Date of Degree

2011

Document Type

PhD diss.

Degree Name

PhD (Doctor of Philosophy)

Department

Mechanical Engineering

First Advisor

Pablo M. Carrica

Abstract

Bubbly flows around ships have been studied for years, mostly in relation with ship acoustic signatures. Bubbles are generated at the bow and shoulder breaking waves, at the hull/free surface contact line, the propeller and the highly turbulent stern flow. These bubbles are further transported downstream by the flow forming a two-phase mixture in the wake that can be kilometers long. The presence of bubbles in the wake of a ship significantly affects the acoustic response of the medium and can be detected by measuring acoustic attenuation and backscattering making a ship vulnerable to detection. Additionally, the bubbly wake shows at the surface as a characteristic signature of white water, and given the length of the bubbly wake, it makes a ship visible from satellites. Therefore, the bubbly wake can be used to detect and identify surface ships.

Bubbly flows do not scale to model scale experiments, and experiments on full scale ships are scarce mostly due to difficult access areas and the high speeds involved. It is therefore of interest to simulate the bubbly flow around ships to provide information difficult, if not impossible, to obtain with experiments.

This work presents the development of a code for the simulation of polydispersed bubbly flows with a focus on ship hydrodynamics. The mathematical model implemented is based on a two-fluid formulation coupled with a Boltzmann-like transport equation describing the bubbly phase. The tool developed attempts to include most of the relevant physics of the problem to represent better the conditions of real scenarios. The resulting code allows the simulation of polydispersed bubbly flows in situations including free surface and air entrainment, high void fraction levels and moving control surfaces and propulsors. The code is two-way coupled, with a strong coupling between the two phases and between the bubble sizes.

The complexity of the problems tackled in this research required the development of novel numerical methods solving issues never identified before or simply neglected. These methods play an essential role in the accuracy, robustness and efficiency of the code and include: a two-phase projection method that not only couples pressure and velocity but also implicitly couples void fraction, a time splitting marching scheme to solve separately coupling in space and in bubble sizes, and a stable numerical method to integrate the strong coupling introduced by collision forces.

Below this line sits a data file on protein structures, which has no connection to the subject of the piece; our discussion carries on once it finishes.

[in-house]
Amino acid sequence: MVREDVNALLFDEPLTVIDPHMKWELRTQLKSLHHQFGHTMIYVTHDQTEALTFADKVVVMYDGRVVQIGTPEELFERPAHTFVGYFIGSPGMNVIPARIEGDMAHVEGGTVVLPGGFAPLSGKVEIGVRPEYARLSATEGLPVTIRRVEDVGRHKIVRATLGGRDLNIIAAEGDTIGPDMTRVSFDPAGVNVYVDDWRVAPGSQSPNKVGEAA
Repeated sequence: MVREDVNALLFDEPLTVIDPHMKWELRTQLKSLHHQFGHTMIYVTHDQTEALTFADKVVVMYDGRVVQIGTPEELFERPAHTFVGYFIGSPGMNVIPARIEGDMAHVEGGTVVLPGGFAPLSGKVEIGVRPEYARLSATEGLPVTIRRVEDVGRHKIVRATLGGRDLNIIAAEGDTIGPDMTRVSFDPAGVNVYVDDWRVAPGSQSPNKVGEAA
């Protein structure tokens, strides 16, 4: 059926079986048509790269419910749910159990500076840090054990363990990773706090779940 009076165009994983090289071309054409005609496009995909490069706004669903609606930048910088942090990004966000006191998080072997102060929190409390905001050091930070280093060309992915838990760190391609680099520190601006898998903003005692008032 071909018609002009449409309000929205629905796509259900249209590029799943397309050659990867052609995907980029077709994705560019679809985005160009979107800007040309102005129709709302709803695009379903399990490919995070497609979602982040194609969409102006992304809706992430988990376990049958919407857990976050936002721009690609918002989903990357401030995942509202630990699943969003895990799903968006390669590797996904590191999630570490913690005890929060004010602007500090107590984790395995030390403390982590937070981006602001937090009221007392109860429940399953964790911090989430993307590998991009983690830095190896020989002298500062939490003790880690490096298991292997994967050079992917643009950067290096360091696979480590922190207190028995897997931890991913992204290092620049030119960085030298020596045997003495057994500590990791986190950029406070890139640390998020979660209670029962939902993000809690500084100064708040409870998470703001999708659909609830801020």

The implemented code is applied to the simulation of the bubbly flow around a full scale ship using the latest available models and computational techniques. A study is performed on the influence of several mechanisms on the predicted bubbly wake and comparisons with available experimental data are presented. The influence of breakup in the boundary layer is analyzed in detail as well. In addition, this work identifies several modeling and implementations issues and attempts to provide a path for future studies.

To illustrate the flexibility and robustness of the code, a final demonstration case is presented that includes rotating propellers. The computation is performed at full scale, with the fully appended geometry of the vessel and includes incoming waves, oceanic background and rectified diffusion models. Many of these features are unique to this computation and make it the first of its kind.

Pages

xi, 293

Bibliography

280-

Copyright

Copyright 2011 Alejandro Miguel Castro